alexa Panel of polymorphic heterologous microsatellite loci to genotype critically endangered Bengal tiger: a pilot study
General Science

General Science

Journal of Forensic Research

Author(s): Sudhanshu Mishra, Sujeet Kumar Singh, Ashok Kumar Munjal, Jouni Aspi, Surendra Prakash Goyal

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In India, six landscapes and source populations that are important for long-term conservation of Bengal tigers (Panthera tigris tigris) have been identified. Except for a few studies, nothing is known regarding the genetic structure and extent of gene flow among most of the tiger populations across India as the majority of them are small, fragmented and isolated. Thus, individual-based relationships are required to understand the species ecology and biology for planning effective conservation and genetics-based individual identification has been widely used. But this needs screening and describing characteristics of microsatellite loci from DNA from good-quality sources so that the required number of loci can be selected and the genotyping error rate minimized. In the studies so far conducted on the Bengal tiger, a very small number of loci (n = 35) have been tested with high-quality source of DNA, and information on locus-specific characteristics is lacking. The use of such characteristics has been strongly recommended in the literature to minimize the error rate and by the International Society for Forensic Genetics (ISFG) for forensic purposes. Therefore, we describe for the first time locus-specific genetic and genotyping profile characteristics, crucial for population genetic studies, using high-quality source of DNA of the Bengal tiger. We screened 39 heterologous microsatellite loci (Sumatran tiger, domestic cat, Asiatic lion and snow leopard) in captive individuals (n = 8), of which 21 loci are being reported for the first time in the Bengal tiger, providing an additional choice for selection. The mean relatedness coefficient (R = −0.143) indicates that the selected tigers were unrelated. Thirty-four loci were polymorphic, with the number of alleles ranging from 2 to 7 per locus, and the remaining five loci were monomorphic. Based on the PIC values (> 0.500), and other characteristics, we suggest that 16 loci (3 to 7 alleles) be used for genetic and forensic study purposes. The probabilities of matching genotypes of unrelated individuals (3.692 × 10-19) and siblings (4.003 × 10-6) are within the values needed for undertaking studies in population genetics, relatedness, sociobiology and forensics.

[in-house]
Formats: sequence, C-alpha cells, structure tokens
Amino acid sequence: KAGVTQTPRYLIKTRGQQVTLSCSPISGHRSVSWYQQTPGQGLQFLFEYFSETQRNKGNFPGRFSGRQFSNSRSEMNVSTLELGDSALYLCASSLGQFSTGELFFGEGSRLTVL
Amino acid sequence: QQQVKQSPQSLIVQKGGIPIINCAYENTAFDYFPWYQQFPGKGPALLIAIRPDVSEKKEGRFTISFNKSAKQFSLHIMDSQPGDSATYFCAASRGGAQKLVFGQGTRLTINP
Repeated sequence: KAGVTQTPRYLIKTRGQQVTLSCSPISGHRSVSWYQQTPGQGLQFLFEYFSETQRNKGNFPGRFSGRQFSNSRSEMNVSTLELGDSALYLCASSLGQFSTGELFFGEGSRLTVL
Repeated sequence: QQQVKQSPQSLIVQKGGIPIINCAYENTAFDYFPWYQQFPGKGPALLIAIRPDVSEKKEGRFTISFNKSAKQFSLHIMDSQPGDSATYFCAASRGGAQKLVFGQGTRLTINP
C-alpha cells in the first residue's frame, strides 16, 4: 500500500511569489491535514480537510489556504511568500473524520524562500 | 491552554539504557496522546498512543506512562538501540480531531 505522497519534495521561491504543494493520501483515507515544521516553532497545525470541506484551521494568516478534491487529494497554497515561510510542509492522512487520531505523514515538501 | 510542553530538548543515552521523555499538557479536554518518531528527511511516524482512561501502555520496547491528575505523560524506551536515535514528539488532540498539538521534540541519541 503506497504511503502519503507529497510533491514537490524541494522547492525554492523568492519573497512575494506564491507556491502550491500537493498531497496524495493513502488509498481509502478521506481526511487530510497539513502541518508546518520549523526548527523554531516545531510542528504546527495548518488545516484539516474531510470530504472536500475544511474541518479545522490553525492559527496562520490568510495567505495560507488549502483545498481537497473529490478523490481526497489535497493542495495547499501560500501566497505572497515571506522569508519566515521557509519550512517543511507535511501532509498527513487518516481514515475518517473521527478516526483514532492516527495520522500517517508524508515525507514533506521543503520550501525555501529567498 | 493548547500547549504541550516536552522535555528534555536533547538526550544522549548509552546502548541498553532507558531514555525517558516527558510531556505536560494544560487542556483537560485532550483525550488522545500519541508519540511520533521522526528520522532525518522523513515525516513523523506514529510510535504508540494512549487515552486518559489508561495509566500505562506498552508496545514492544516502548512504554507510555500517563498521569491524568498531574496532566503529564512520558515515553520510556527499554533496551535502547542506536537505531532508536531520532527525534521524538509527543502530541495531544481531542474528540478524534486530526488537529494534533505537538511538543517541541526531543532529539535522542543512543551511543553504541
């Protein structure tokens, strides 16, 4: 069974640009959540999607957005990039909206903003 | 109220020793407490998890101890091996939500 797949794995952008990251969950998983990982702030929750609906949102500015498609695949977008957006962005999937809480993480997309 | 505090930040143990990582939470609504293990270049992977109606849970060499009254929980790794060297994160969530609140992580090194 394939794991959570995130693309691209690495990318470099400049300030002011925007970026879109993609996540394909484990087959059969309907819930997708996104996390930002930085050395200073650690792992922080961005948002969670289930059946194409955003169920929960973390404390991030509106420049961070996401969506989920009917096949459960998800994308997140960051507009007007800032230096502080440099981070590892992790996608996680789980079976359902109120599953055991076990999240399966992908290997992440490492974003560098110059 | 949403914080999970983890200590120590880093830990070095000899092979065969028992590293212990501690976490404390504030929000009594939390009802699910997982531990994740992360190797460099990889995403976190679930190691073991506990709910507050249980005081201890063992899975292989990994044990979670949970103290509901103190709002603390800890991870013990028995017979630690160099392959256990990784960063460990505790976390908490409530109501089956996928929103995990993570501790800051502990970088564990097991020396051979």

This article was published in SpringerPlus and referenced in Journal of Forensic Research

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